In no way is this game a breeze and besides the micromanaging of settlers and resources you must fend off bandit raids, random dinosaur attacks and few other hiccups that come your way. Add in the Mining and Farming sections and this game never stops keeping you busy. The pacing is a little slow at first as mechanic after mechanic are introduced with the game giving you plenty of time to learn each one. As the game progresses, the burden of micromanaging seems to diminish, but expanding your settlement only increases your need to be everywhere at once. You can also only build one of each building type, which for veterans of the genre, may seem a bit shallow when compared to god-like predecessors, but is great for easing people into the genre.
There are a few annoyances here the main one being repetition. It’s the name of the game with games of this type and while new elements are introduced often, initially, there are still moments where I felt all I was doing was watering plants, picking up wood and fruit and just making sure my settlers are doing what I needed them too. Secondly is that the farm and mine sections are separate from your main base, which means every time you go to and from you get a loading screen. The interludes here are great, but after a while I just wished the transition was a little more seamless. Lastly was a tracking issue I experienced during long plays where the camera would just get all wonky, mess up my position in the game and have barely track my Move controllers. Restarting the game remedied this issue, but it did happen on more than one occasion.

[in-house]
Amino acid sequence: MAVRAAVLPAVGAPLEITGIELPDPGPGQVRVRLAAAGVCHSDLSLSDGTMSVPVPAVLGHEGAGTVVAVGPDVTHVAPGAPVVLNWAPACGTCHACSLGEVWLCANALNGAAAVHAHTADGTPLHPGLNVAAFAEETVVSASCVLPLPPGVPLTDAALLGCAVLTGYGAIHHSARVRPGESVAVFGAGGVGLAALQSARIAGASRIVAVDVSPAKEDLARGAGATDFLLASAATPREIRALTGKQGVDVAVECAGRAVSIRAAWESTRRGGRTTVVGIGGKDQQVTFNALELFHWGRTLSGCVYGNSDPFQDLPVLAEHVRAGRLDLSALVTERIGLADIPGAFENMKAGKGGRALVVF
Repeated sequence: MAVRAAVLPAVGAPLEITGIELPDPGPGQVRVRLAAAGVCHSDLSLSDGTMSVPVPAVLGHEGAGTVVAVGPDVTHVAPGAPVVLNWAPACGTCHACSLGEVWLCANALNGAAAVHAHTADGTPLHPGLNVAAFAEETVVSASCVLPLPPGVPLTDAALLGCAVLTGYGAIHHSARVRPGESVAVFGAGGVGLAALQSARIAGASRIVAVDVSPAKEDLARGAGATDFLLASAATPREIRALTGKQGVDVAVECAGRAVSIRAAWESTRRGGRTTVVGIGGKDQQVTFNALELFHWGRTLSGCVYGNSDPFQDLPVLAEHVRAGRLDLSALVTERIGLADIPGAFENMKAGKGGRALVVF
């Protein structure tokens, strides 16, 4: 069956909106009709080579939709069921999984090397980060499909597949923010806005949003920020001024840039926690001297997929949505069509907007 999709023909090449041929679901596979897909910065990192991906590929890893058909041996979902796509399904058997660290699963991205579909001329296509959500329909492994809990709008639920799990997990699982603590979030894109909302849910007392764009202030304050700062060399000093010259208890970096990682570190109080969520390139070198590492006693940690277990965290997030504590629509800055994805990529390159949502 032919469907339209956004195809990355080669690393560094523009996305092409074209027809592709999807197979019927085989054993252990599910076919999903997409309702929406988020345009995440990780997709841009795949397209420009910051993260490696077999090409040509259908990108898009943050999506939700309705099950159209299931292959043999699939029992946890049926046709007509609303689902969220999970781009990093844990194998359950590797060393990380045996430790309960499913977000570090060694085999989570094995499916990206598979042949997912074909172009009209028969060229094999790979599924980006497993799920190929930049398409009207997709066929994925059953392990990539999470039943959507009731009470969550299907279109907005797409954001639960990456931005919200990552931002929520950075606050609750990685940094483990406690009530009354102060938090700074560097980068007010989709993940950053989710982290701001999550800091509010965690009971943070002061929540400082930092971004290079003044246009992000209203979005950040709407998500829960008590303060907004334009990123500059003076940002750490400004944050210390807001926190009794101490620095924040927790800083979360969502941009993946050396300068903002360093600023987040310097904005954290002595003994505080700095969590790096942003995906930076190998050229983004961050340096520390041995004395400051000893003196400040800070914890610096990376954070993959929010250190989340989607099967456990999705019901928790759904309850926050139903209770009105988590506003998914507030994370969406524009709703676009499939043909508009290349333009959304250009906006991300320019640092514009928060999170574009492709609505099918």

It’s hard to argue with the quality and value here. The few shortcomings don’t detract to much from what is and awesome experience. The game also has a decent campaign, at least for someone of my skills, and will take around 4 to 6 hours to complete. If you’re in the micro-managing mood than strap on those cowboy boots and get ready to rassle up a dinosaur and tackle the old west like you have never seen it before.
What would I pay? $30 is excellent value. It’s a fantastic “god-like” game with tonnes of depth, content, and humorous moments. The intuitive controls and fantastic presentation are just the icing on the cake.
Uber Entertainment provided theVRgrid with a press copy of this game and, regardless of this review, we thank them for that.